The worst gifts can be the best!
As Christmas comes to a close and we set forth into a new year, perhaps there is time to play with your new toys, cash in that certificate or even return those items you didn’t want for cash to get what you really, “need”. As you decide how your gifts work or what to do with the outpouring of generosity thrust upon you this season, allow me to reflect on a tale of giving from the purist perspective, that of a nine-year-old who knows nothing but love for her mother.
In our home, we have a tradition between my kids and me at Christmas. We go shopping alone for their mother; I provide some guidance but ultimately they get to choose how to share their love with her. This year’s experience was particularly noteworthy. I feel I should start with full transparency from the very beginning; my daughter bought my wife dish soap. There you go, it is out there. For those of you who went back to read that sentence again—you read that correctly, and right now you are probably thinking, “wow, one step worse than a vacuum cleaner”. If you would indulge me for just a moment and reserve judgment, you just might change your opinion on what a true gift is.
Before placing that perfectly wrapped present under the tree, we must carefully select the item, which truly expresses all a gift should. In order to find such a gift, my daughter insists on one particular store, a store that mommy loves and goes to all the time. The entire car submits, even after providing gift options that are sure to be a hit. Upon arrival, I ask, “OK, what would you like to get Mom here”? I am met with an a gassed response, “I don’t know, I have to look at everything”. We all take suite and walk the store intensely looking to choose the perfect gift. Finally, and all at once, with great enthusiasm, my daughter darts off and disappears down an aisle. Knowing we have already passed the departments where the standard gifts reside, we immediately follow with curiosity. When we are reunited, we round the corner of an aisle to see the epitome of pride and joy as my nine-year-old is standing there holding a bottle of dish soap.
The first words to emerge from her mouth? “Mommy loves this soap”! Was this a true statement from my bright-eyed and inspired nine year old? Why, yes it was! However, my response negated the inspiration that had taken over every morsel of her little, yet pure, soul. I was certain to bring a smile to my face before opening my mouth and explaining, “Yes she does, but is that really a good gift to choose?” As soon as those words escaped my lips, I felt horrendously dirty, perhaps it was my daughter’s deflated reaction, or maybe it was the fact that I had simply not accepted her initiation. We left that aisle and proceeded with our evening, choosing other gifts we knew she would like, but the impact of that small moment stayed with me. It lingered far past the duration of that evening, even longer than the rest of the week. It continued through the weekend and well into the next week. The impact of that moment did not subside until I found myself back at the very same store, in the very same aisle, minus that nine-year-old’s inspiration leading me, or maybe it was. That is the moment I realized the dish soap was the perfect gift, and it represented so much more than soap.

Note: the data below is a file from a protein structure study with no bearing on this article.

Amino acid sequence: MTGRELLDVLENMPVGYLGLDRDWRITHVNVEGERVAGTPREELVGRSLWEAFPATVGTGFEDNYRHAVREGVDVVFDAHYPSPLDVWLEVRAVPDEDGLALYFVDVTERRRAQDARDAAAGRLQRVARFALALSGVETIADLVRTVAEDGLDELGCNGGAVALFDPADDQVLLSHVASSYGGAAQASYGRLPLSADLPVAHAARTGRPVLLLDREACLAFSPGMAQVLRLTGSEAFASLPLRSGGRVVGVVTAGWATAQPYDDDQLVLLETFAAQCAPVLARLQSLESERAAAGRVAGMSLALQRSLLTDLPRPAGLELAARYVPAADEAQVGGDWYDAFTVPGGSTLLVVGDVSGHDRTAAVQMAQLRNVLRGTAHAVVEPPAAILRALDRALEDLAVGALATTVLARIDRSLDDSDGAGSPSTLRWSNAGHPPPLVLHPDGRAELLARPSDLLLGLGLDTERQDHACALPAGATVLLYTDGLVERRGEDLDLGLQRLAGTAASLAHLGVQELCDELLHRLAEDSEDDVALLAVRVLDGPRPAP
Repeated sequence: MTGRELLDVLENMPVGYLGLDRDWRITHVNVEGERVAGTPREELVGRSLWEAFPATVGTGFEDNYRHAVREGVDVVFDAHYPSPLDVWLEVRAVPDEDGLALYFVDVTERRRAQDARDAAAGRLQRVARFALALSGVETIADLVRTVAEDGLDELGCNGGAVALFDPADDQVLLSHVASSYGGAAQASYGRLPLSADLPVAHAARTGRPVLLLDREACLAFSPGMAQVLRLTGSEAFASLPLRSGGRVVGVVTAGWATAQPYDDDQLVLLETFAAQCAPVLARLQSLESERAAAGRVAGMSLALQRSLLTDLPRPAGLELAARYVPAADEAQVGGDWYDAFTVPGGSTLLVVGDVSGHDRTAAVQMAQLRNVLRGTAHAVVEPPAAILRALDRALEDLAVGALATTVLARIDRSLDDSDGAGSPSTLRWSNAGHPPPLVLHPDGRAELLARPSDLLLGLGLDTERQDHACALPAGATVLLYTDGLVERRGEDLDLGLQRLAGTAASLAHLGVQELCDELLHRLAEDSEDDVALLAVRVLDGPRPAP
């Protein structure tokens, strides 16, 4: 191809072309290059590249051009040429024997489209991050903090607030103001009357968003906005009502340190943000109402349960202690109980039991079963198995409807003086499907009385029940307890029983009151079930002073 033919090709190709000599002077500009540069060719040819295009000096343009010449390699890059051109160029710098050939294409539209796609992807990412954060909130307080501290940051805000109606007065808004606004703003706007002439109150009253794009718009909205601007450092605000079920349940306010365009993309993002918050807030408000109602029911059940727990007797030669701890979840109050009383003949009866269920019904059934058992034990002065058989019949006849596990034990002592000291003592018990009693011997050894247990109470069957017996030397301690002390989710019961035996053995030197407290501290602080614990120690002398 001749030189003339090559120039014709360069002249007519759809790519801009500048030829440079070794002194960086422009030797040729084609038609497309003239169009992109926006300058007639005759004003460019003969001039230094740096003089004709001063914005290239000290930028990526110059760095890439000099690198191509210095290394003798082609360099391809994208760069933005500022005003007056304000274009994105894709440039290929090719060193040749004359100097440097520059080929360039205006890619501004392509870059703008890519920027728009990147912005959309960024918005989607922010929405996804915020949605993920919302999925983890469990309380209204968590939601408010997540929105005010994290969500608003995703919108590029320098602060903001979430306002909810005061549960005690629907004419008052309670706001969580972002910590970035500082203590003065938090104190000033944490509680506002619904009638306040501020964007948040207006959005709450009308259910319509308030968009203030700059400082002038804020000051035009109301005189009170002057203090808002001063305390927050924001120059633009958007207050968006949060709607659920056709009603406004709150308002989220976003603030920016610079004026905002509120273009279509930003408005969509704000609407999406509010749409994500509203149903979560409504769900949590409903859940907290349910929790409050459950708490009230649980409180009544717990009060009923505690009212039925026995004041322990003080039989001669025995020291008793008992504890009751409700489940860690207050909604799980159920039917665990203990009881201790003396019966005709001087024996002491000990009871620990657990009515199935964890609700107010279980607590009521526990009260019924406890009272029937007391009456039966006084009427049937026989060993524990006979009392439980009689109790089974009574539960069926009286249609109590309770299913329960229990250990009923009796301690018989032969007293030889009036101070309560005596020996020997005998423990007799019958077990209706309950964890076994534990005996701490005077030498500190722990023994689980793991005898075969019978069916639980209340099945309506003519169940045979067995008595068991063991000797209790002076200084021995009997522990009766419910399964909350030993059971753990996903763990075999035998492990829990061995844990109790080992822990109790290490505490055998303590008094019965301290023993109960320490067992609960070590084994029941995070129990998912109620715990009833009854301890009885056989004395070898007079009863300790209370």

It was my daughter telling her mommy – that she listens to her. Not just with her ears, but with every part of her.
It was my daughter telling her mommy – that she does not just pay attention to the big things, but rather the smaller details of her life.
It was my daughter telling her mommy – I can now be with you when you are doing one of your most menial tasks.
That dish soap, which was so simple and boring a gift, was subconsciously more thoughtful than many gifts we chose. I instantly picked up the dish soap, and as if that was not enough, to build on the inspiration of my brilliant daughter, I eagerly selected a hand soap to complete the gift. Sometimes when giving gifts, the gift chooses its recipient instead of being chosen, and if we can allow ourselves to trust that, we can begin to give with all ourselves.
You cannot choose your gifts, but if you try, you can choose to see the best in each gift you receive. A true gift is not always the prettiest or most expensive thing, sometimes gifts come in unexpected forms, which take deeper insight than even the wisest can see in the moment. Many things in life are gifts which we glance right over without a second thought. Give them a second, and sometimes, a third thought! The true gifts of life are not objects at all; they are around us at all times, circling, eagerly awaiting us to notice, incorporate and be inspired by them.
Gifts are the unspoken words behind an object.
Gifts are information bestowed upon us, either wanted or thrust into our lives.
Gifts are the specificity with which we are loved.
Gifts are …
What are you going to do with your gifts? Put them in the back of a closet? Ignore them? Exchange them? Embrace the gift that found you and weave it into the pattern of your life. Those are the things which make your story unique, special and elevate above perfection. If we can truly accept each gift we are given, and carry those gifts with us daily, we will see the TRUE love in our lives … and our dishes will be clean.
So, yeah … my wife got gift cards, manicures, pedicures, massages, theatre tickets and a family vacation … but she also got soap!
This is just one of the techniques to apply to your life. Marrying this with the other elements gives greater success. Contact us for implementation strategies and workshop information.